For 12MP (4000x3000) 0.8 micron pixels give about a 4mm image diagonal, and then 8mm focal length has equivalent angular FOV to about 43mm in 4/3" format, 47mm in APS-C, or 85mm in 35mm format. (Same for any 10,000:1 lens/pixel ratio.)  But those ILCs have a lot of cropping latitude when 12MP is enough, and allowing for crops to 12MP, that matches about 34mm on a 20MP MFT sensor, 40mm on a 24MP APS-C, or 60mm with an entry-level 24MP 35mm format sensor. So even standard ILC kit zooms have more reach that any normal(*) phone is likely to have, and any telephoto lens of "all-in-one" wider ranging standard zoom lens is way ahead, and will stay ahead. Add in the small actual aperture diameters and low usable ISO speeds of those phone-size lenses, and the telephoto performance gap to even entry-level MFT gear will continue to be easily visible to even casual users of "telephoto".

Change the MP target, and cropping to the same MP from an ILC gives the same focal length comparisons.

On the other hand, a lot of people are satisfied with a mix scenery, group photos, food, and "portraits", and that gamut will be ever better handle by camera-phones. The entry-level ILC market needs to target the weaknesses, ultimately imposed by very small lenses (and the wavelength of light), no matter how good sensors and in-camera processing get.

(*) There might be a market for less normal "chunky camera-phones", with bigger camera bumps or such to allow longer lenses, though so far all such efforts have failed. Even then, I cannot see getting beyond matching about 60mm in 4/3" format when cropping to equal pixel count—and that is ignoring the likelihood of smaller photosites and thus even more cropping latitude in ILCs.

I have children and friends who use the phones as their photo cameras and not a single one of them has complained or had any interest in telephoto abilities. With today's phone pixel counts, you can just crop your way to telephoto ( pinch and zoom ) if need be.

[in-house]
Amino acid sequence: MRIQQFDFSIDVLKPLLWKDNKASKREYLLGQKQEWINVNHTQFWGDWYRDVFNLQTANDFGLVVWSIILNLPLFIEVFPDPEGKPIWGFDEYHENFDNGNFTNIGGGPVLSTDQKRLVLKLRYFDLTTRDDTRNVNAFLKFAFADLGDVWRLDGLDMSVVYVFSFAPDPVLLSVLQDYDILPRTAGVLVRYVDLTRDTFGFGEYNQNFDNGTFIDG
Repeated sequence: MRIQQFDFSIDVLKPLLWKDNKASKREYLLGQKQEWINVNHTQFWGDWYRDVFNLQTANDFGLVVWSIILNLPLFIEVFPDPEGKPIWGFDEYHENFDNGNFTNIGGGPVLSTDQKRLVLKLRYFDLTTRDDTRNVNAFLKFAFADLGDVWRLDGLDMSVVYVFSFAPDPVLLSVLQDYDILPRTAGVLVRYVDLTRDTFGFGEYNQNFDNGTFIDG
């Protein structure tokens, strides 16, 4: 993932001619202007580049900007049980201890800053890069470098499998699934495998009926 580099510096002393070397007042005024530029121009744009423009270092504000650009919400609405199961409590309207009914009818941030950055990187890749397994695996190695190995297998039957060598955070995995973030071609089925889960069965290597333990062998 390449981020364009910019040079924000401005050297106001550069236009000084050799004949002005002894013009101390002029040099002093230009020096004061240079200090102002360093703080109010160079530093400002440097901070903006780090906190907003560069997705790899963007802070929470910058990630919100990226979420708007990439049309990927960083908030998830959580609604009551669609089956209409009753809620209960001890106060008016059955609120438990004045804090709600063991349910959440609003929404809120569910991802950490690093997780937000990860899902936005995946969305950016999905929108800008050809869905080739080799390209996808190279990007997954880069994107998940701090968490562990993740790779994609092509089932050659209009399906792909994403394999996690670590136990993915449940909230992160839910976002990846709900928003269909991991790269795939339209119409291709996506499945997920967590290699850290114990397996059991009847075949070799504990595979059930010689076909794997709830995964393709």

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BJL

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Re: State of the camera market: focal length limits on "smart device cameras"
« Reply #28 on: November 25, 2018, 03:14:50 pm »

I have children and friends who use the phones as their photo cameras and not a single one of them has complained or had any interest in telephoto abilities. With today's phone pixel counts, you can just crop your way to telephoto ( pinch and zoom ) if need be.
We are agree that the great majority of people will be satisfied withe the camera in their phones. My point is to seek the limits, and debunk the myth that "phone-cameras will be enough for all but us very serious photographers". Clearly lots of even fairly "casual" photographers are interested in more telephoto reach than phones offer, as show by the large market for adding telephoto lenses to ILC kits, and even by the act of choosing a 4x or 5x zoom as the standard lens rather than the smaller, less expensive basic 3x kit zoom.

Also, contrary to your experience, I have seen phone-camera-only users encountering disappointment when wanting to photograph wild-life (including just children in action). Speed is an issue there too, which cropping on a phone-camera cannot always adequately provide.
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Telecaster

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Re: State of the camera market (mirrorless and otherwise)
« Reply #29 on: November 25, 2018, 04:12:44 pm »

My m43 3-zoom basic travel kit covers 3°4'–72° (horizontal FOV), or thereabouts, so I do appreciate the value of dedicated photo gear.  :)  What I'm really taking aim at here is what I see as a fetishizing of the 35mm format. The major camera makers are focusing on the higher end of the market, which they (aside from Fuji) have equated with "full frame," for understandable reasons. They're looking for revenue in an environment of declining sales. This doesn't concern me.

What does concern me is how easily led around higher-end buyers *seem to be. The result IMO is and will be lotsa folks buying into systems over-spec'd for their needs in less significant areas (pixel counts, for instance) and yet less than optimal in more significant ones (bulk, portability). IOW there's likely a mismatch between the baubels catching folks' eyes and the tools they'd be best served by. In the longer term this could be a net negative for the photo industry.

-Dave-

*The current bout of 35mm mirrorless enthusiasm could, of course, turn out to be no more than a bubble.
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Alan Goldhammer

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Re: State of the camera market (mirrorless and otherwise)
« Reply #30 on: November 25, 2018, 04:36:32 pm »